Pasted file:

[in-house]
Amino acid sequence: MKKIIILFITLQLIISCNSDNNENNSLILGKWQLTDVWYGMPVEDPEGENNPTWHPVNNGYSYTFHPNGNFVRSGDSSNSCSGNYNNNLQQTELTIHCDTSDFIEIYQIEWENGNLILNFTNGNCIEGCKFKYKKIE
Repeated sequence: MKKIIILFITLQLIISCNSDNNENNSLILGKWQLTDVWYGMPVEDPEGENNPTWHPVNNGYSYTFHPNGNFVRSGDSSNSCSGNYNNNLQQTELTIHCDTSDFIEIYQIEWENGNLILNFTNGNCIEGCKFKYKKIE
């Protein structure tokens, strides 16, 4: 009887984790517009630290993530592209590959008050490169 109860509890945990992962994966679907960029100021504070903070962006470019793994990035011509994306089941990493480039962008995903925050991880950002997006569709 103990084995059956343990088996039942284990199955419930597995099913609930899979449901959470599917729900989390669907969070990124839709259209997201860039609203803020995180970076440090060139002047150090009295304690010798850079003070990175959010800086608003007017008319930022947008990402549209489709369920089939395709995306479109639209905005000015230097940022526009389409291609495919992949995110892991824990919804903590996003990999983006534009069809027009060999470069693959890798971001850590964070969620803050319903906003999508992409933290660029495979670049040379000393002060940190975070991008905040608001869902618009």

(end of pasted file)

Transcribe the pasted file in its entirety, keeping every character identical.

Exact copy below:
[in-house]
Amino acid sequence: MKKIIILFITLQLIISCNSDNNENNSLILGKWQLTDVWYGMPVEDPEGENNPTWHPVNNGYSYTFHPNGNFVRSGDSSNSCSGNYNNNLQQTELTIHCDTSDFIEIYQIEWENGNLILNFTNGNCIEGCKFKYKKIE
Repeated sequence: MKKIIILFITLQLIISCNSDNNENNSLILGKWQLTDVWYGMPVEDPEGENNPTWHPVNNGYSYTFHPNGNFVRSGDSSNSCSGNYNNNLQQTELTIHCDTSDFIEIYQIEWENGNLILNFTNGNCIEGCKFKYKKIE
């Protein structure tokens, strides 16, 4: 009887984790517009630290993530592209590959008050490169 109860509890945990992962994966679907960029100021504070903070962006470019793994990035011509994306089941990493480039962008995903925050991880950002997006569709 103990084995059956343990088996039942284990199955419930597995099913609930899979449901959470599917729900989390669907969070990124839709259209997201860039609203803020995180970076440090060139002047150090009295304690010798850079003070990175959010800086608003007017008319930022947008990402549209489709369920089939395709995306479109639209905005000015230097940022526009389409291609495919992949995110892991824990919804903590996003990999983006534009069809027009060999470069693959890798971001850590964070969620803050319903906003999508992409933290660029495979670049040379000393002060940190975070991008905040608001869902618009």